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Researchers Find Age-Related Protein Changes Differ Across Organs in Rats

NEW YORK (GenomeWeb) – Researchers from several institutions — including the Salk Institute for Biological Studies, the European Molecular Biology Laboratory, and the University of California, Berkeley — have used a multi-omics approach to show that different organs in rats degenerate at different rates.

Scientists have known for some time that aging is associated with the decline of protein, cell, and organ function. However, a recent large-scale study showed that most proteins across different organs don't change in abundance during aging, so it's unclear how aging affects cellular proteins and whether these protein changes differ across organs.

To find this out, the research team took an integrated approach — using genomic and proteomic techniques together — to characterize gene expression, bulk translation, and cell biology in the brains and livers of young and old rats. 

As described in detail this week in Cell Systems, the researchers began by comparing age-related protein changes in the liver and brain by harvesting these organs from three 6-month-old rats and three 24-month-old rats. The samples were split at the transcription, translation, and proteome levels for subsequent analysis by next-generation RNA sequencing, ribosome profiling, and tandem shotgun mass spectrometry. RNA sequencing and ribosome profiling were prepared using an Illumnia TruSeq kit and sequenced using the Illumina HiSeq platform. The researchers then compared the mRNA abundance and translation output of 9,875 brain and 6,490 liver transcripts between young and old animal samples. The changes in translation efficiency were inferred by comparing these measured values.

To increase proteomic coverage and obtain insights into subcellular localization, the organ samples were fractionated into nuclei, post-nuclear fraction 1 (enriched for mitochondria); post-nuclear fraction 2 (enriched for cytoplasmic membranes); and soluble cytosolic proteins, according to previously established procedures. The researchers analyzed all samples with shotgun mass spectrometry, which enabled them to perform 14,131 comparisons of protein abundances across two age groups and four sub-cellular fractions, covering 4,714 protein groups.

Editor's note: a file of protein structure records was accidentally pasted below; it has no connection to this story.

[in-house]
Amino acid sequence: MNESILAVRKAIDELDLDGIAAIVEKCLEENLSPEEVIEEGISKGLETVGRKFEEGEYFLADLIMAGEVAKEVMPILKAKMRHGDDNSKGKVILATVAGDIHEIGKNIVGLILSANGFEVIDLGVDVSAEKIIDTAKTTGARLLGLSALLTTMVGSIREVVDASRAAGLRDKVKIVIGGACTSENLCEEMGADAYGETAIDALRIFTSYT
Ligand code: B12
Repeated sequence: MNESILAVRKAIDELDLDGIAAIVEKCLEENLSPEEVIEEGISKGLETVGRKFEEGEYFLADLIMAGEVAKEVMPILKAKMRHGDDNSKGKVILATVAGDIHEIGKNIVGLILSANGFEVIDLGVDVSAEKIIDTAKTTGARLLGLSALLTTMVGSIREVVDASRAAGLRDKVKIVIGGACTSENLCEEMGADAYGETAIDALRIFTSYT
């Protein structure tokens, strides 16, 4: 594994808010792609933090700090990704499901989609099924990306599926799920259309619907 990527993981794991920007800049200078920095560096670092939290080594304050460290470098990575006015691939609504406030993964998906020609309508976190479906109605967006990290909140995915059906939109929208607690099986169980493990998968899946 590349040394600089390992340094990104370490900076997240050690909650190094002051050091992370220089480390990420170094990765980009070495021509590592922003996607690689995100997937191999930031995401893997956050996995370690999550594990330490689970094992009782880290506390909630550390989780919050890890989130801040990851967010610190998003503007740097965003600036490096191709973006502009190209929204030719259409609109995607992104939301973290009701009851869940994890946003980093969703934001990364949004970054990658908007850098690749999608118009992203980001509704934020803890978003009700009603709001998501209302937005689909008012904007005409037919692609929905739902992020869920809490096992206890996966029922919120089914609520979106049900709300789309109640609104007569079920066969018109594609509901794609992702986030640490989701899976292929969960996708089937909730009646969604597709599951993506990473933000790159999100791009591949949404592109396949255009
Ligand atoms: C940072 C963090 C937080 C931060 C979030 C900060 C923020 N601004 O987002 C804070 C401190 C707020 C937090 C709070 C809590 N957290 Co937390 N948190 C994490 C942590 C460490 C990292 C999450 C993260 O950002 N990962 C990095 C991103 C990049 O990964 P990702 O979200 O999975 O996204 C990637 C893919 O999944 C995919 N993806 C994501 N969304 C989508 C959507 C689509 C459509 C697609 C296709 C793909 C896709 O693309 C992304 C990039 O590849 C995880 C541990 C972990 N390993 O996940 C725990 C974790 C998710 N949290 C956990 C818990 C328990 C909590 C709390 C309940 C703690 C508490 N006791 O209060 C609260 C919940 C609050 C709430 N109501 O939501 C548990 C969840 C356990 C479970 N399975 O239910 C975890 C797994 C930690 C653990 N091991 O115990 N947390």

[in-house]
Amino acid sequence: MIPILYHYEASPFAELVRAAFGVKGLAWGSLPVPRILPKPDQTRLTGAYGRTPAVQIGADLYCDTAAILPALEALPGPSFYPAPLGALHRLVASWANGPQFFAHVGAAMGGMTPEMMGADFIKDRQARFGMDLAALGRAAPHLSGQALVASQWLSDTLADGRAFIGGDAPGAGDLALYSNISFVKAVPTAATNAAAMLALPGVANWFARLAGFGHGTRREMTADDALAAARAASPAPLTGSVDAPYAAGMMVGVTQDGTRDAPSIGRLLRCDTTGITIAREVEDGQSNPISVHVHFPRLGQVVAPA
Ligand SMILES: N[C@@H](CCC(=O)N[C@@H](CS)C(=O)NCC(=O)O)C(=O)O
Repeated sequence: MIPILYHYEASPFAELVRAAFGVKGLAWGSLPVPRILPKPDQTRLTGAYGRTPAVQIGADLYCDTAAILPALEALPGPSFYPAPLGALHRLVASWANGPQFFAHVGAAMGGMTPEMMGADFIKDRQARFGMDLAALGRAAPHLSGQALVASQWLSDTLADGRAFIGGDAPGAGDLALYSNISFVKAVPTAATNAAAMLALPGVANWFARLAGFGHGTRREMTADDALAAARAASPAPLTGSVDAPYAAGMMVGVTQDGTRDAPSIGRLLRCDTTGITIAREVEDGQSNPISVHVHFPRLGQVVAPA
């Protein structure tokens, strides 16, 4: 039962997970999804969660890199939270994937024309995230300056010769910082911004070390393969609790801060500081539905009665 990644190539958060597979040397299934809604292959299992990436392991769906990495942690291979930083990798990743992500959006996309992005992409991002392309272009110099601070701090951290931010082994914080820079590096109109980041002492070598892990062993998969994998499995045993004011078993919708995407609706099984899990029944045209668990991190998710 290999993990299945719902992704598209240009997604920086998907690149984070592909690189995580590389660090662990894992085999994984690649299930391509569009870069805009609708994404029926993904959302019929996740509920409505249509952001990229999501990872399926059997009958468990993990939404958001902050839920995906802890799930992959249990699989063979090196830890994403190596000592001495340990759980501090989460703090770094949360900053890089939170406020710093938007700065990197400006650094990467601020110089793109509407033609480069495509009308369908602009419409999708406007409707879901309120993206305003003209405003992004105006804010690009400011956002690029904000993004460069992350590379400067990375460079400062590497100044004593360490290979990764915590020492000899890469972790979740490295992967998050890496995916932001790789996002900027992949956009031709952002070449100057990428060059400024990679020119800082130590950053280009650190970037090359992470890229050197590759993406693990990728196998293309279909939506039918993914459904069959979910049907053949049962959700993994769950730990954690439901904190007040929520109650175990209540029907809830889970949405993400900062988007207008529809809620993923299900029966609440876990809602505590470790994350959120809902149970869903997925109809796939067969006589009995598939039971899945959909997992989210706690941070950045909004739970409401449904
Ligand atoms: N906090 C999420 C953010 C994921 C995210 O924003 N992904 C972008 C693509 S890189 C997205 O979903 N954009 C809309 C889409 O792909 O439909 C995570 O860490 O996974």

The researchers identified 468 differences in protein abundance between young and old animals, mainly due to changes in protein synthesis. Another set of 130 proteins showed age-related changes expected to affect function or activity level of the proteins within cells, phosphorylation state, or splice form.

"Our study showed that organs have different aging mechanisms and that aging is largely driven by changes in protein production and turnover," Martin Hetzer, co-author and Salk Institute professor, said in a statement

Interestingly, most age-related protein differences were specific to the brain, rather than the liver. Since cells in the liver are frequently replaced throughout adulthood, this organ has ample opportunity to replenish its proteins. However, most neurons in the brain are non-dividing cells that must survive throughout the animal's entire lifetime which makes them more vulnerable to the accumulation of damage and loss of function over time. Consequently, a larger fraction of proteins in the brain was affected by aging compared to the liver. 

"Based on our findings, we would define aging as an organ-specific deterioration of the cellular proteome," said Hetzer. In the older brain, researchers found perturbations in the levels of 12 protein kinases from different families that control cell growth, neuronal morphogenesis and plasticity, and memory function. In the older liver, they found effects on the phosphorylation of proteins involved in several metabolic processes and energy production. 

The researchers plan to analyze other organs, such as the heart, to further examine the general and organ-specific effects of aging. They also hope to investigate how and why these changes occur. "We expect these organs to have specific aging signatures, like the brain and liver," said Hetzer. "An interesting open question is whether one organ can affect the aging of another organ, that is, is aging sensed at the organismal level? Answering this question would give us a more comprehensive understanding of the aging process and how it relates to disease."